Cross sectional transmission electron microscopy focusing on comparing the SiC/Si interface of as-grown and SiC films annealed at 1100 °C should likely indicate morphological changes.

Fig. 4 shows that both the as-grown 3C-SiC(100) and SiC(111) films possesses a very thin, well defined ∼1 nm thick carbonisation layer at the interface. On the other hand, it is evident that, after annealing, the SiC/Si interface degraded, appearing inhomogeneous in the TEM image.

FIG. 4.

High-resolution TEM micrographs of the SiC-Si interface of the 250 nm-thick SiC(100) and SiC(111) films (a) as-grown SiC(100) film (b) SiC(100) film annealed in vacuum at 1100 °C, for 1 hr (c) as-grown SiC(111) film (d) SiC(111) film annealed in vacuum at 1100 °C, for 1 hr. The SiC/Si interface of both the as-grown SiC films appears to be well-defined, whereas the interface of the annealed SiC films appears inhomogeneous.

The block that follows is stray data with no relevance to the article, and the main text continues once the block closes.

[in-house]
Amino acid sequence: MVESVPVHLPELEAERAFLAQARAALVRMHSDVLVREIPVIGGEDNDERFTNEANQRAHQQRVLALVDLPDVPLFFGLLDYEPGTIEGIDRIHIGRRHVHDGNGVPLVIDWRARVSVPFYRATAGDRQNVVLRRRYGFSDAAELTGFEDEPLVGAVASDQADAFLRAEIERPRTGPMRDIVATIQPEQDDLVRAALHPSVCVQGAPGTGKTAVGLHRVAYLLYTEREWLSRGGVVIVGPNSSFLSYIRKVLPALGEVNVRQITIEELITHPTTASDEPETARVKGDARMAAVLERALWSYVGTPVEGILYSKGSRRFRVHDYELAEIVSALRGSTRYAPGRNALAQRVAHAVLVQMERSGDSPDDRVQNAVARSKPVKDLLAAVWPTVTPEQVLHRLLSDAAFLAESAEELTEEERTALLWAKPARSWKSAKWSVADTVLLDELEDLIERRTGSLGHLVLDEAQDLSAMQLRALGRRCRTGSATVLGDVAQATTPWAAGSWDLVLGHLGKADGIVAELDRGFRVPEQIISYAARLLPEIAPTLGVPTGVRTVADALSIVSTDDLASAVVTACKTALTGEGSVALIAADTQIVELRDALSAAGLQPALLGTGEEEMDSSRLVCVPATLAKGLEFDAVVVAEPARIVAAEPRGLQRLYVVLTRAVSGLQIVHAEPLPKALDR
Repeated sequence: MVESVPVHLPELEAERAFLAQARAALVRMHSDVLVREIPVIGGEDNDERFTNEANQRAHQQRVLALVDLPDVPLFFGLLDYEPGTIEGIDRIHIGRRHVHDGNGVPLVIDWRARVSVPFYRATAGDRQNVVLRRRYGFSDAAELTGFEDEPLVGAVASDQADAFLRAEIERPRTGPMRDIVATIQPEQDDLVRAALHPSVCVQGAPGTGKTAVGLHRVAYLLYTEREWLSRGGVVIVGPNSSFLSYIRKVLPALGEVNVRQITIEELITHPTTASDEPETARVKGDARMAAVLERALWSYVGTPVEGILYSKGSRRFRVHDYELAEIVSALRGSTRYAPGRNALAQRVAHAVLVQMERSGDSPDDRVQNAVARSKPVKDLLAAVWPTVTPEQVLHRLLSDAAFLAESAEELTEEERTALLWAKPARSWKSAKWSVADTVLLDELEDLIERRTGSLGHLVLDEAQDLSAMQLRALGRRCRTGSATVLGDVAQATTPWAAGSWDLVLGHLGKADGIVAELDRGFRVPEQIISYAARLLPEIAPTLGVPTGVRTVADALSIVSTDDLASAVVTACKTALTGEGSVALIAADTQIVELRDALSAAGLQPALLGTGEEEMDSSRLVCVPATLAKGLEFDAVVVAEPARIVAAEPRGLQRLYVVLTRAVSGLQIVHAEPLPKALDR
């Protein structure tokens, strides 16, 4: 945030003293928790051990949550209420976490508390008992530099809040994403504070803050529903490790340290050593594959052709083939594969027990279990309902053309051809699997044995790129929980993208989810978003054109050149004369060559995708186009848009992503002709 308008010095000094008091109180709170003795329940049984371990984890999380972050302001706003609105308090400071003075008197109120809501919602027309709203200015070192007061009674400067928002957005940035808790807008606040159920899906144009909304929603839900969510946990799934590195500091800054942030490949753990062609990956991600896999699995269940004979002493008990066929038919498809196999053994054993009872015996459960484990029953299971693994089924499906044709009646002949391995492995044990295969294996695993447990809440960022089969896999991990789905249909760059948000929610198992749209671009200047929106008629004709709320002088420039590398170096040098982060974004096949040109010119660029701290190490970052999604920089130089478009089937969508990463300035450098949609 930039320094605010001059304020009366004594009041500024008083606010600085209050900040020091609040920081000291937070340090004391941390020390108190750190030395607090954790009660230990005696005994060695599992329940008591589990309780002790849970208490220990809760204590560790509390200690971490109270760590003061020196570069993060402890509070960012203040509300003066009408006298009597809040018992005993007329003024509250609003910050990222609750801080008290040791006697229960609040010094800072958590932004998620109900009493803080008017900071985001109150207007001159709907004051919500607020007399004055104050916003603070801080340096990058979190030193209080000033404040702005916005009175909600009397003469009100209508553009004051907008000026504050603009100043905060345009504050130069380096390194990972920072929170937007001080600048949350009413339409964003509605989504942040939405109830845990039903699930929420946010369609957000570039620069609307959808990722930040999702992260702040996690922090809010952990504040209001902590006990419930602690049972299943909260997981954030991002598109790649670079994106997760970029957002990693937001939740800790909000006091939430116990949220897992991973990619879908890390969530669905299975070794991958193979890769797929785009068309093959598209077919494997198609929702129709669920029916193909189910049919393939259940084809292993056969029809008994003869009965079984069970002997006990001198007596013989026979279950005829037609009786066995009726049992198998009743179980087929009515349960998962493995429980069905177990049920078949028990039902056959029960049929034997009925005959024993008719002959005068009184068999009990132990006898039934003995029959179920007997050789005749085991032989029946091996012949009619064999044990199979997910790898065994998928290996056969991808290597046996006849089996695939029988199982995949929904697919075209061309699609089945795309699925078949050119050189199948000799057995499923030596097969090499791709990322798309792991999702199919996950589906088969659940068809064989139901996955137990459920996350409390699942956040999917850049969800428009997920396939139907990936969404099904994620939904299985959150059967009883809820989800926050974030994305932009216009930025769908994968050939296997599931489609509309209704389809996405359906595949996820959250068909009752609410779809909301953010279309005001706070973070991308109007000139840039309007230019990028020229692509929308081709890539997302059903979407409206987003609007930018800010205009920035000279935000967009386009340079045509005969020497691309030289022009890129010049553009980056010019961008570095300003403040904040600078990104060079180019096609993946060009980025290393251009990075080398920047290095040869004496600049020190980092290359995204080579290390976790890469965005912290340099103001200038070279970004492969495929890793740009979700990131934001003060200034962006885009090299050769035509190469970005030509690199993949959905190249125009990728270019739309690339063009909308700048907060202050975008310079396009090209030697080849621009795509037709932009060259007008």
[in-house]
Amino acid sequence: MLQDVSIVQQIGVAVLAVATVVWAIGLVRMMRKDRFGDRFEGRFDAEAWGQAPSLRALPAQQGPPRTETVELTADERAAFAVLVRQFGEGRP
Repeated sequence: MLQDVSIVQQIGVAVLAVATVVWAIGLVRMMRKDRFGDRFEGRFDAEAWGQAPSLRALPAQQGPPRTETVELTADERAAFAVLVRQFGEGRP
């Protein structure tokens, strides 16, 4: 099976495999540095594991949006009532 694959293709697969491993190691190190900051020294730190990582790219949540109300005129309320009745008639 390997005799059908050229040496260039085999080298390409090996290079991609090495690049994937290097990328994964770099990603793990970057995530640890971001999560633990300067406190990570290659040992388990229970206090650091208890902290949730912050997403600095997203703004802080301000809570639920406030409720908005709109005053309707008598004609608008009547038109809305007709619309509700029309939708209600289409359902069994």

FIG. 4.

High-resolution TEM micrographs of the SiC-Si interface of the 250 nm-thick SiC(100) and SiC(111) films (a) as-grown SiC(100) film (b) SiC(100) film annealed in vacuum at 1100 °C, for 1 hr (c) as-grown SiC(111) film (d) SiC(111) film annealed in vacuum at 1100 °C, for 1 hr. The SiC/Si interface of both the as-grown SiC films appears to be well-defined, whereas the interface of the annealed SiC films appears inhomogeneous.

Close modal

All of these data indicate a substantial degradation of the interface as failure mode, a consequence of the combination of high temperatures and high stresses at the SiC/Si interface. A substantial amount of stress is relaxed at the SiC/Si interface by allowing substantial atomic inter-diffusion between the SiC and the silicon substrate. Here, we indicate that the carbonisation barrier can already break down at temperatures roughly above 1000–1100 °C, although the exact temperature may slightly shift depending on the carbonisation processes. This effect is so prominent that the insulating n-SiC/p-Si junction is destroyed and the layer-substrate system becomes electrically shorted to the substrate.